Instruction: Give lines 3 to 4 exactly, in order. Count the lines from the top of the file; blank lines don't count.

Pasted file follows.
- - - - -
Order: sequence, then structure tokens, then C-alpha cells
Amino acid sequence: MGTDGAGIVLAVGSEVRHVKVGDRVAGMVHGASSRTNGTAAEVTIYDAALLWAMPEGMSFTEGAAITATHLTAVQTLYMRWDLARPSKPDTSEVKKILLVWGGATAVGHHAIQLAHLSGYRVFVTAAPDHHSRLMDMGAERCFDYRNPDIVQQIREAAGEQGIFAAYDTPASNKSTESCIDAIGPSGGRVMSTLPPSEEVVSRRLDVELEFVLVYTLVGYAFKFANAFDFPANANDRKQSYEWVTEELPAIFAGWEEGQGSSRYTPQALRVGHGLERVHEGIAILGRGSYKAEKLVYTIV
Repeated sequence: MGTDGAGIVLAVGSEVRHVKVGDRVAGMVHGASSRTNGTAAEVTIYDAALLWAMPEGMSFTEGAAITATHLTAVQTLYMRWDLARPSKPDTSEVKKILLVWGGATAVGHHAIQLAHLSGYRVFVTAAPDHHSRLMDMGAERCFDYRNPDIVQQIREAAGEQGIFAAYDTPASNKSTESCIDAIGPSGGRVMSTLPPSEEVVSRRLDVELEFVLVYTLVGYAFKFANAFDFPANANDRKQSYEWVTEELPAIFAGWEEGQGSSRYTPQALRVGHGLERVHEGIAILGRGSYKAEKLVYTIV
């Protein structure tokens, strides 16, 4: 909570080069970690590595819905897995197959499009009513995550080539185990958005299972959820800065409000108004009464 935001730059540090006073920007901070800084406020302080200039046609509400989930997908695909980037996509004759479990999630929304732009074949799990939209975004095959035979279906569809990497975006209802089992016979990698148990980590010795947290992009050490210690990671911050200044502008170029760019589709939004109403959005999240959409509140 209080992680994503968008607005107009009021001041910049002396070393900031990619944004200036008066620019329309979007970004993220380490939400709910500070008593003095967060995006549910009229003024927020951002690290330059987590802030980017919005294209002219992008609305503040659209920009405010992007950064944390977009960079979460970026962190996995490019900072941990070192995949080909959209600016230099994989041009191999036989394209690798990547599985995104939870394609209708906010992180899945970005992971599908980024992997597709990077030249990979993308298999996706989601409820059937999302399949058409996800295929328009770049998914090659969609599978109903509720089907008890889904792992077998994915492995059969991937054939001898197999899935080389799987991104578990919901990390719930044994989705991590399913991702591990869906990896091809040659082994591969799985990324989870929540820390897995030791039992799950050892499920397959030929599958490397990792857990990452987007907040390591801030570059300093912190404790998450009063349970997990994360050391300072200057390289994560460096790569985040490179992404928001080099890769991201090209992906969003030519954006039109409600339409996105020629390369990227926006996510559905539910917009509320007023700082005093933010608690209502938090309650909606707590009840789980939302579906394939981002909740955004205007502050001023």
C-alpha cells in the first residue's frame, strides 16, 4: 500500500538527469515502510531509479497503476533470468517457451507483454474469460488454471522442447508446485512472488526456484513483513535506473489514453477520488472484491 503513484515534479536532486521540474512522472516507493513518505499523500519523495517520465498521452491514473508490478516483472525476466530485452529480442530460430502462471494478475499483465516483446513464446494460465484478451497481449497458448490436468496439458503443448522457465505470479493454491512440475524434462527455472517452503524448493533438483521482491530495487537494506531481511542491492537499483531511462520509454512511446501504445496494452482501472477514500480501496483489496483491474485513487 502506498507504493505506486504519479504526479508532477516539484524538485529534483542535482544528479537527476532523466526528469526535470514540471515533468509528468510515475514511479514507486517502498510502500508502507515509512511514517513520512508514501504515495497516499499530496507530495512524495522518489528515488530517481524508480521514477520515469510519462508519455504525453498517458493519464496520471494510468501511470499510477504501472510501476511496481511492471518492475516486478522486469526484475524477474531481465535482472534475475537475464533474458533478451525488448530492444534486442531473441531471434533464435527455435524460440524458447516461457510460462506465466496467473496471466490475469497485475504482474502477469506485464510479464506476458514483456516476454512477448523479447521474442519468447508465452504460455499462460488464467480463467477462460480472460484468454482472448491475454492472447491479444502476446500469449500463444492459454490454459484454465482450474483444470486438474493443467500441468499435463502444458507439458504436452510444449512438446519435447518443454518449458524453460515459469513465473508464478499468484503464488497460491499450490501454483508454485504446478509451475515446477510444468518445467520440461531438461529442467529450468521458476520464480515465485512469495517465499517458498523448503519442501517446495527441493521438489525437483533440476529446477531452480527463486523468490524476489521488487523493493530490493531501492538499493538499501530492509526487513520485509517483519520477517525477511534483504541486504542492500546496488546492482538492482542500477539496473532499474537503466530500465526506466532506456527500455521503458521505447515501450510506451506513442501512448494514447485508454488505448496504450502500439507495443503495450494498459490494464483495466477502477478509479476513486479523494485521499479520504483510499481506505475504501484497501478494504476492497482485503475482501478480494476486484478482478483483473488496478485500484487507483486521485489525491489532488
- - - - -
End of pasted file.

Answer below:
Repeated sequence: MGTDGAGIVLAVGSEVRHVKVGDRVAGMVHGASSRTNGTAAEVTIYDAALLWAMPEGMSFTEGAAITATHLTAVQTLYMRWDLARPSKPDTSEVKKILLVWGGATAVGHHAIQLAHLSGYRVFVTAAPDHHSRLMDMGAERCFDYRNPDIVQQIREAAGEQGIFAAYDTPASNKSTESCIDAIGPSGGRVMSTLPPSEEVVSRRLDVELEFVLVYTLVGYAFKFANAFDFPANANDRKQSYEWVTEELPAIFAGWEEGQGSSRYTPQALRVGHGLERVHEGIAILGRGSYKAEKLVYTIV
């Protein structure tokens, strides 16, 4: 909570080069970690590595819905897995197959499009009513995550080539185990958005299972959820800065409000108004009464 935001730059540090006073920007901070800084406020302080200039046609509400989930997908695909980037996509004759479990999630929304732009074949799990939209975004095959035979279906569809990497975006209802089992016979990698148990980590010795947290992009050490210690990671911050200044502008170029760019589709939004109403959005999240959409509140 209080992680994503968008607005107009009021001041910049002396070393900031990619944004200036008066620019329309979007970004993220380490939400709910500070008593003095967060995006549910009229003024927020951002690290330059987590802030980017919005294209002219992008609305503040659209920009405010992007950064944390977009960079979460970026962190996995490019900072941990070192995949080909959209600016230099994989041009191999036989394209690798990547599985995104939870394609209708906010992180899945970005992971599908980024992997597709990077030249990979993308298999996706989601409820059937999302399949058409996800295929328009770049998914090659969609599978109903509720089907008890889904792992077998994915492995059969991937054939001898197999899935080389799987991104578990919901990390719930044994989705991590399913991702591990869906990896091809040659082994591969799985990324989870929540820390897995030791039992799950050892499920397959030929599958490397990792857990990452987007907040390591801030570059300093912190404790998450009063349970997990994360050391300072200057390289994560460096790569985040490179992404928001080099890769991201090209992906969003030519954006039109409600339409996105020629390369990227926006996510559905539910917009509320007023700082005093933010608690209502938090309650909606707590009840789980939302579906394939981002909740955004205007502050001023």